The monastery at Gandzasar was first mentioned in the tenth century. The construction of Gandzasar's Cathedral of St. John the Baptist began in 1216, under the patronage of the Armenian prince of Khachen, Hasan-Jalal Dawla, and it was completed in 1238 and consecrated on July 22, 1240.
In the 14th century, after the fall of the Armenian kingdom of Cilicia resulted in a decline in the influence of the Sis catholicosate and the re-establishment of a catholicosate at Etchmadzin, a regional catholicosate emerged in Artsakh. Gandzasar monastery became the headquarters of the Catholicosate of Aghvank, also known as the Holy See of Gandzasar. Adalian considers its foundation to be as a result of an ancient bishopric seeking "ecclesiastical autonomy to compensate for the lack of control and communication from a central pontificate" and part of various local strategies in an Armenia dominated by foreign and Islamic rule to "preserve some semblance of religious authority among the people". In the 16th century it became subordinate to the Etchmiadzin catholicosate. Many of its catholicoi were members of the Hasan-Jalal Dawla dynasty.
The complex is protected by high walls. Within the complex is the Cathedral of St. John the Baptist (Սուրբ Յովհաննու Մկրտիչ եկեղեցի in Armenian), built between 1216 and 1238. The drum of its dome has exquisite bas-reliefs that depict the Crucifixion, Adam and Eve, and two ministers holding a model of the church above their heads as an offering to God. The bas-reliefs have been compared to the elaborate carvings of Aghtamar, and some art historians consider the monastery to represent one of the masterpieces of Armenian architecture. Anatoly L. Yakobson, a prominent Soviet medieval art historian, described Gandzasar as a "pearl of architectural art....This is a unique monument of medieval architecture and monumental sculpture, which by right ought to be regarded as an encyclopedia of 13th-century Armenian art.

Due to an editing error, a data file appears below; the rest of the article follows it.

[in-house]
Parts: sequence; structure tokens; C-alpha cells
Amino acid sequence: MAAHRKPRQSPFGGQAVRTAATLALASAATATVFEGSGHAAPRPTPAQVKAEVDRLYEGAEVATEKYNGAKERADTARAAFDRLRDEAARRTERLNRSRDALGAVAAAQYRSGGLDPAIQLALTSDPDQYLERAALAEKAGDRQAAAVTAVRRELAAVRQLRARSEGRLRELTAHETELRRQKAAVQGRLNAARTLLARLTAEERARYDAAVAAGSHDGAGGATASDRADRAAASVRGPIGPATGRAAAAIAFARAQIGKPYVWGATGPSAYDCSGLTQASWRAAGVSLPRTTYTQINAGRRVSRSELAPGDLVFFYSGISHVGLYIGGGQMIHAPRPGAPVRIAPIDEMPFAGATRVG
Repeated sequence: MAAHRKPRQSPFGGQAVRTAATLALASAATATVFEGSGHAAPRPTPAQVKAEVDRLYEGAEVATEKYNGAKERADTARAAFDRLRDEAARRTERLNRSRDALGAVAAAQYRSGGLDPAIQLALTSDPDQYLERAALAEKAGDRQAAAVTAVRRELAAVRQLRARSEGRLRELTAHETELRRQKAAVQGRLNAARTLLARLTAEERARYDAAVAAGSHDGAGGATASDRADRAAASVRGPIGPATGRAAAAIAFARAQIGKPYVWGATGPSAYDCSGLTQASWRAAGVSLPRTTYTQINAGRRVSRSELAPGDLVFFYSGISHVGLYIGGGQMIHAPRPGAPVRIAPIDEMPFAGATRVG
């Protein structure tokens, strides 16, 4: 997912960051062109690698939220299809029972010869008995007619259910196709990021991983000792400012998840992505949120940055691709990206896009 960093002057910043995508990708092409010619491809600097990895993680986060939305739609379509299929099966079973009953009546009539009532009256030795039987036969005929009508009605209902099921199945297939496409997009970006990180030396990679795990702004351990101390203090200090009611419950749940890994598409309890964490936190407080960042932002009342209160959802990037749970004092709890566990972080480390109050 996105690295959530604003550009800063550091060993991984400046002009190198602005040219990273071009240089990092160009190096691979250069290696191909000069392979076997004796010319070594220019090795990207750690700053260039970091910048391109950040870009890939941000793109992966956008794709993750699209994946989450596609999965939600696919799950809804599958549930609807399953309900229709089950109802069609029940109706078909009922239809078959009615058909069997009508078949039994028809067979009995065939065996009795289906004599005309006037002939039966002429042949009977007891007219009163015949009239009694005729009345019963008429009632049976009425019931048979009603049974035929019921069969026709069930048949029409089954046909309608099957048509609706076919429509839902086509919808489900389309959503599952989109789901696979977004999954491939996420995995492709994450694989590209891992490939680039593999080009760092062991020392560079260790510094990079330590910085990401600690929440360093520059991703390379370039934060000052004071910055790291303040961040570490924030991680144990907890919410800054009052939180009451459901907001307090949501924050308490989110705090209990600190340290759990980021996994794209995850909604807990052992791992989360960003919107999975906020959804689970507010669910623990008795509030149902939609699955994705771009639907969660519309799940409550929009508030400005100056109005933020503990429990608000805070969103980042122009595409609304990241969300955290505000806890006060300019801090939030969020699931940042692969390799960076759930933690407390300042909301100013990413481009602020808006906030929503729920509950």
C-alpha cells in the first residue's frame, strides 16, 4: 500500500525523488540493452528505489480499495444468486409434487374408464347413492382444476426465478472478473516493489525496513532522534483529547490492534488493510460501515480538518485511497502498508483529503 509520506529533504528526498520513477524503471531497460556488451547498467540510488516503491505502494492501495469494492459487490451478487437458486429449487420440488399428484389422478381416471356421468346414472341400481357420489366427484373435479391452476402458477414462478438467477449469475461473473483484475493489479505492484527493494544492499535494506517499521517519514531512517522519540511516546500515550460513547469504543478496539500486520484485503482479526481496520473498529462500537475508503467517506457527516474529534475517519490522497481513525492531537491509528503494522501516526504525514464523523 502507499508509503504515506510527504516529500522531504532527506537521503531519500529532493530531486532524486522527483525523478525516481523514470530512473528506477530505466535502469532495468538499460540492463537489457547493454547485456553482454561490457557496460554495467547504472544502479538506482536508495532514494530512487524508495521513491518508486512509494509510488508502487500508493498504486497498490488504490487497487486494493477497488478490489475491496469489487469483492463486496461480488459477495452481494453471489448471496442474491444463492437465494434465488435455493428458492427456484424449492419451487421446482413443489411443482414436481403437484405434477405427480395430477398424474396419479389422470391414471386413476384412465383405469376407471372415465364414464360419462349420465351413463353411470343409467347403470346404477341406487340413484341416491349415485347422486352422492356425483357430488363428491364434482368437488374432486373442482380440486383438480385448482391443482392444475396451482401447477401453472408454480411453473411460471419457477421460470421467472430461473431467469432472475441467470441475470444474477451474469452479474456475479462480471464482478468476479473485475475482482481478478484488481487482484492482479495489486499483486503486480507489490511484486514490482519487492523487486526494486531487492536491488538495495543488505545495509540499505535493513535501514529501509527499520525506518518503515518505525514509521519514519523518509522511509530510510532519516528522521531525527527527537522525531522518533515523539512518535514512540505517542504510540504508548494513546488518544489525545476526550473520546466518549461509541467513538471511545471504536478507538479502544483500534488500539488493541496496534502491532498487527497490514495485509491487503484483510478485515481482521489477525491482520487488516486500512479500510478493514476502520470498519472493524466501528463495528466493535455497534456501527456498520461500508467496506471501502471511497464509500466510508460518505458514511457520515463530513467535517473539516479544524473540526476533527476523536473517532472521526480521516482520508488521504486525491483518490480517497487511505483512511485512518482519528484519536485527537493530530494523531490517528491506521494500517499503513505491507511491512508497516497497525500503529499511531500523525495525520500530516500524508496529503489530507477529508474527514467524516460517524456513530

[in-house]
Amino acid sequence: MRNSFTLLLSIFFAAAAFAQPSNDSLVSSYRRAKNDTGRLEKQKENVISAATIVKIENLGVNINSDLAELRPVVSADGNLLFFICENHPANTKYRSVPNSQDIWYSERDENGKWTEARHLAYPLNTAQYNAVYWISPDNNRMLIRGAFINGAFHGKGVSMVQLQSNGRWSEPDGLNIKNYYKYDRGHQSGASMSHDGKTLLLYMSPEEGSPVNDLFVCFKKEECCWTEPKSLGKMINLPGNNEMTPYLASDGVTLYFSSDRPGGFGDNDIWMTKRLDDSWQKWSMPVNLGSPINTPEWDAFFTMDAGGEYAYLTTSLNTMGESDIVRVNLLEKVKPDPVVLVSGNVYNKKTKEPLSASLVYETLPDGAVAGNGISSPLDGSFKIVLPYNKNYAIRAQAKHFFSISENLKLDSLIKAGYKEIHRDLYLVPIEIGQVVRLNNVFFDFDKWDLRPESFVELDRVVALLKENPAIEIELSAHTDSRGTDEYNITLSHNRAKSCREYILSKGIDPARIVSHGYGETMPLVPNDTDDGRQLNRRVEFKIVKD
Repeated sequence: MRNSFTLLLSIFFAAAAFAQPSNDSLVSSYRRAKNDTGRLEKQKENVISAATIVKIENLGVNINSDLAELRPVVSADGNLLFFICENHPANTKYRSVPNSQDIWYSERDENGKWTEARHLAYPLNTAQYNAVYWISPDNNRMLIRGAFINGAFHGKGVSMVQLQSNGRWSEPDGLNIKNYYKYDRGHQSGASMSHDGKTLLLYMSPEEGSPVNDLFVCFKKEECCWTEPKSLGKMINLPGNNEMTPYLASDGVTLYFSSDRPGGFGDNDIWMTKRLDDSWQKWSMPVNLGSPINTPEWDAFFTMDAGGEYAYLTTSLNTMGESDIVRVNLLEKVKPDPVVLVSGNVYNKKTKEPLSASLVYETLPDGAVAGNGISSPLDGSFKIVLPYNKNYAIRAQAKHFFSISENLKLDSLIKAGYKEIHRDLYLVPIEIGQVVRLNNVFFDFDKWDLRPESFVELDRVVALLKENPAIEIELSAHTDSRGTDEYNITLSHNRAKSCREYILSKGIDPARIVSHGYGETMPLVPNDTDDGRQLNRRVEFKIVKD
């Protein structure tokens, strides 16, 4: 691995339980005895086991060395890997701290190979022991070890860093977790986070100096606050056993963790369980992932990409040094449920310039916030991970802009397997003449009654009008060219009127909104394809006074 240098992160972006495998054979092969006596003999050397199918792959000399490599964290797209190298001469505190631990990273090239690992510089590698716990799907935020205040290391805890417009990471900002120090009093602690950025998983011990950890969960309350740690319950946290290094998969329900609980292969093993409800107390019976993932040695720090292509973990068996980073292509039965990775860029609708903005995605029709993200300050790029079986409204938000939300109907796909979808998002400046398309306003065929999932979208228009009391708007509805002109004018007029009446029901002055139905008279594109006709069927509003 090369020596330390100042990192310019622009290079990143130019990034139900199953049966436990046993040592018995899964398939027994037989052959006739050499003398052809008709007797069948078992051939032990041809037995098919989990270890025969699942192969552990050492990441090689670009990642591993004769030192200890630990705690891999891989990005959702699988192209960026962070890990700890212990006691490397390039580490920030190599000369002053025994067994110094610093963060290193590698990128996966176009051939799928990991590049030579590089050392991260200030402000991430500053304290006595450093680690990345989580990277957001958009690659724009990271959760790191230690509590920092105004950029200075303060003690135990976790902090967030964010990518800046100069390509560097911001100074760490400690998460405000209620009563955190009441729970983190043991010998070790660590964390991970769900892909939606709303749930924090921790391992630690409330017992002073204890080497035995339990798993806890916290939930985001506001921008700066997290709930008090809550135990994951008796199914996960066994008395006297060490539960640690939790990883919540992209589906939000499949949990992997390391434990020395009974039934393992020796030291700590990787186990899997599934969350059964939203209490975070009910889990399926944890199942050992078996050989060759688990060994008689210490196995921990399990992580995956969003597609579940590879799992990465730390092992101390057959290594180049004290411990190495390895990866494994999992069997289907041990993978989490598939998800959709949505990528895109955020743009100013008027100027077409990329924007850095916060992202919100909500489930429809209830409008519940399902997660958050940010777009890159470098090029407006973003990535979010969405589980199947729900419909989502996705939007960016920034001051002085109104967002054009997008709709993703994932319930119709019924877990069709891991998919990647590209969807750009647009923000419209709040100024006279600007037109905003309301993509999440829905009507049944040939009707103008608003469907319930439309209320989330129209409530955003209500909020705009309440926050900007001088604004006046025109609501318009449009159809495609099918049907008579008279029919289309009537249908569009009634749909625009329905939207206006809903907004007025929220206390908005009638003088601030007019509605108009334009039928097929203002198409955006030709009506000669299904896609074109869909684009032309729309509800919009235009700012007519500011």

Gandzasar's cathedral church shares many architectural forms with the main churches of two other Armenian monasteries also built in the mid-13th century: Hovhannavank Monastery and Harichavank Monastery.